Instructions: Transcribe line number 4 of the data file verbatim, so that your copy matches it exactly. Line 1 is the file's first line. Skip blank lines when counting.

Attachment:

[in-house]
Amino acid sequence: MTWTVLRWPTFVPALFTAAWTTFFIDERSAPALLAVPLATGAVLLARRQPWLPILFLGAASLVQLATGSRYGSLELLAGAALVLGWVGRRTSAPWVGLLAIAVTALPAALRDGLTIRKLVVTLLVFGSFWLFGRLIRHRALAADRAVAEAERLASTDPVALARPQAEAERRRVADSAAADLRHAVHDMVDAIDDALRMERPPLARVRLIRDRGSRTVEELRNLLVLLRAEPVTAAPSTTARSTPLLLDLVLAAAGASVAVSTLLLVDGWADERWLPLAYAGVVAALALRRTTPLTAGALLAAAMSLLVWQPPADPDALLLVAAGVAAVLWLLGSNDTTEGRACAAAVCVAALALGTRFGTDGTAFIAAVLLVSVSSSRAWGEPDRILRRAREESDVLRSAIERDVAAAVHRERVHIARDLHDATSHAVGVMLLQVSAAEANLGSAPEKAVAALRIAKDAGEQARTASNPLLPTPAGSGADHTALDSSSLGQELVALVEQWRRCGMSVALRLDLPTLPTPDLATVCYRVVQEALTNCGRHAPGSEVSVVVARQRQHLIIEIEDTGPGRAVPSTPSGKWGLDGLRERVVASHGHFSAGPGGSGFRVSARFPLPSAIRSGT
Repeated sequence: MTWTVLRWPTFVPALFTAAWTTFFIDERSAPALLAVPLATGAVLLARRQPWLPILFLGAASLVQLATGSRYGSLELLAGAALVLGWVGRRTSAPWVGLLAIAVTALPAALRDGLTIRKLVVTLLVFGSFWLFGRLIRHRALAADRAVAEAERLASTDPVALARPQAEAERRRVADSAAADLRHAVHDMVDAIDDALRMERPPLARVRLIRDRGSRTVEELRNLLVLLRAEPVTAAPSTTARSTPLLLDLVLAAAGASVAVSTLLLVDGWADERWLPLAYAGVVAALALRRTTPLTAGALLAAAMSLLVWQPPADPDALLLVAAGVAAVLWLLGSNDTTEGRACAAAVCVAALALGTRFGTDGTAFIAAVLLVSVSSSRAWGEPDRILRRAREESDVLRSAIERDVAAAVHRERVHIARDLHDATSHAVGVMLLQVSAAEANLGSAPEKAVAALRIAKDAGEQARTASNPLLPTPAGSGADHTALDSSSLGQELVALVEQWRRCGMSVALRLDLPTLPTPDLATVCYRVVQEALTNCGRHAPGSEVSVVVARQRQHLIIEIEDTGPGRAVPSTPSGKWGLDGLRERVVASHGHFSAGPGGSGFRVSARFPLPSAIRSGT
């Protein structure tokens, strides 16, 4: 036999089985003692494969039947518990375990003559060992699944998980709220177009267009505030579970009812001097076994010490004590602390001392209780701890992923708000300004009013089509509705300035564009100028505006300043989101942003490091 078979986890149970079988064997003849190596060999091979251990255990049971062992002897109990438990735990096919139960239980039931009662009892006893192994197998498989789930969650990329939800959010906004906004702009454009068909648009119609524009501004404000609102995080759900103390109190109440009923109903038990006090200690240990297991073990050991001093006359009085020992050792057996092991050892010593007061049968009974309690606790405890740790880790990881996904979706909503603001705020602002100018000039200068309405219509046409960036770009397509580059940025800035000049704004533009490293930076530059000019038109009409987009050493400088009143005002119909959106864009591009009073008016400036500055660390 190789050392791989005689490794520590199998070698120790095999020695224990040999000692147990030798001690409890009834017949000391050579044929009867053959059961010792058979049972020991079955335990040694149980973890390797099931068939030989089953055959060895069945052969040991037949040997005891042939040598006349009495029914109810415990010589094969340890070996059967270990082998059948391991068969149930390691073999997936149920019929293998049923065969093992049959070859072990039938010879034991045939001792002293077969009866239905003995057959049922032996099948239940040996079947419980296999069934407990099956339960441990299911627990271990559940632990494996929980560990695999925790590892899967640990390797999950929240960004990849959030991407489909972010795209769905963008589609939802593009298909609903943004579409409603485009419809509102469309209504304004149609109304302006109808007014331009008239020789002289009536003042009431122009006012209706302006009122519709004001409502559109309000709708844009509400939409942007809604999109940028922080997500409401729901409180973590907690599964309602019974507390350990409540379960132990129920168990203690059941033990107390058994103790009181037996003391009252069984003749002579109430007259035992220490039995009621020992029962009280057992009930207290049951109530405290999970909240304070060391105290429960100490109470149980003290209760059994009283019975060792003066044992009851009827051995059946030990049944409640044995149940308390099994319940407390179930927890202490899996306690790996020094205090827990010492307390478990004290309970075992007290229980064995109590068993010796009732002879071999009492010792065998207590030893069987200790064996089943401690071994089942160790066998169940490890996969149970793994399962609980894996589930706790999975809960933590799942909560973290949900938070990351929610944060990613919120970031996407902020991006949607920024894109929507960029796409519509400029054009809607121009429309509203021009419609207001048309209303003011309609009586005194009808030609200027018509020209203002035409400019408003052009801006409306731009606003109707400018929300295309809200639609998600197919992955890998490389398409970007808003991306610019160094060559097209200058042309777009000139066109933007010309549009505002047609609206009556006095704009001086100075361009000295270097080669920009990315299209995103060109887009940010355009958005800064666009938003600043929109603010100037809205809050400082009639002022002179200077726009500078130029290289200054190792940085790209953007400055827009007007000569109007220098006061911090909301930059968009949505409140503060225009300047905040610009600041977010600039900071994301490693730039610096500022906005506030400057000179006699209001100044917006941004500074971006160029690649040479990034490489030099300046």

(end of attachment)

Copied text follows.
């Protein structure tokens, strides 16, 4: 036999089985003692494969039947518990375990003559060992699944998980709220177009267009505030579970009812001097076994010490004590602390001392209780701890992923708000300004009013089509509705300035564009100028505006300043989101942003490091 078979986890149970079988064997003849190596060999091979251990255990049971062992002897109990438990735990096919139960239980039931009662009892006893192994197998498989789930969650990329939800959010906004906004702009454009068909648009119609524009501004404000609102995080759900103390109190109440009923109903038990006090200690240990297991073990050991001093006359009085020992050792057996092991050892010593007061049968009974309690606790405890740790880790990881996904979706909503603001705020602002100018000039200068309405219509046409960036770009397509580059940025800035000049704004533009490293930076530059000019038109009409987009050493400088009143005002119909959106864009591009009073008016400036500055660390 190789050392791989005689490794520590199998070698120790095999020695224990040999000692147990030798001690409890009834017949000391050579044929009867053959059961010792058979049972020991079955335990040694149980973890390797099931068939030989089953055959060895069945052969040991037949040997005891042939040598006349009495029914109810415990010589094969340890070996059967270990082998059948391991068969149930390691073999997936149920019929293998049923065969093992049959070859072990039938010879034991045939001792002293077969009866239905003995057959049922032996099948239940040996079947419980296999069934407990099956339960441990299911627990271990559940632990494996929980560990695999925790590892899967640990390797999950929240960004990849959030991407489909972010795209769905963008589609939802593009298909609903943004579409409603485009419809509102469309209504304004149609109304302006109808007014331009008239020789002289009536003042009431122009006012209706302006009122519709004001409502559109309000709708844009509400939409942007809604999109940028922080997500409401729901409180973590907690599964309602019974507390350990409540379960132990129920168990203690059941033990107390058994103790009181037996003391009252069984003749002579109430007259035992220490039995009621020992029962009280057992009930207290049951109530405290999970909240304070060391105290429960100490109470149980003290209760059994009283019975060792003066044992009851009827051995059946030990049944409640044995149940308390099994319940407390179930927890202490899996306690790996020094205090827990010492307390478990004290309970075992007290229980064995109590068993010796009732002879071999009492010792065998207590030893069987200790064996089943401690071994089942160790066998169940490890996969149970793994399962609980894996589930706790999975809960933590799942909560973290949900938070990351929610944060990613919120970031996407902020991006949607920024894109929507960029796409519509400029054009809607121009429309509203021009419609207001048309209303003011309609009586005194009808030609200027018509020209203002035409400019408003052009801006409306731009606003109707400018929300295309809200639609998600197919992955890998490389398409970007808003991306610019160094060559097209200058042309777009000139066109933007010309549009505002047609609206009556006095704009001086100075361009000295270097080669920009990315299209995103060109887009940010355009958005800064666009938003600043929109603010100037809205809050400082009639002022002179200077726009500078130029290289200054190792940085790209953007400055827009007007000569109007220098006061911090909301930059968009949505409140503060225009300047905040610009600041977010600039900071994301490693730039610096500022906005506030400057000179006699209001100044917006941004500074971006160029690649040479990034490489030099300046």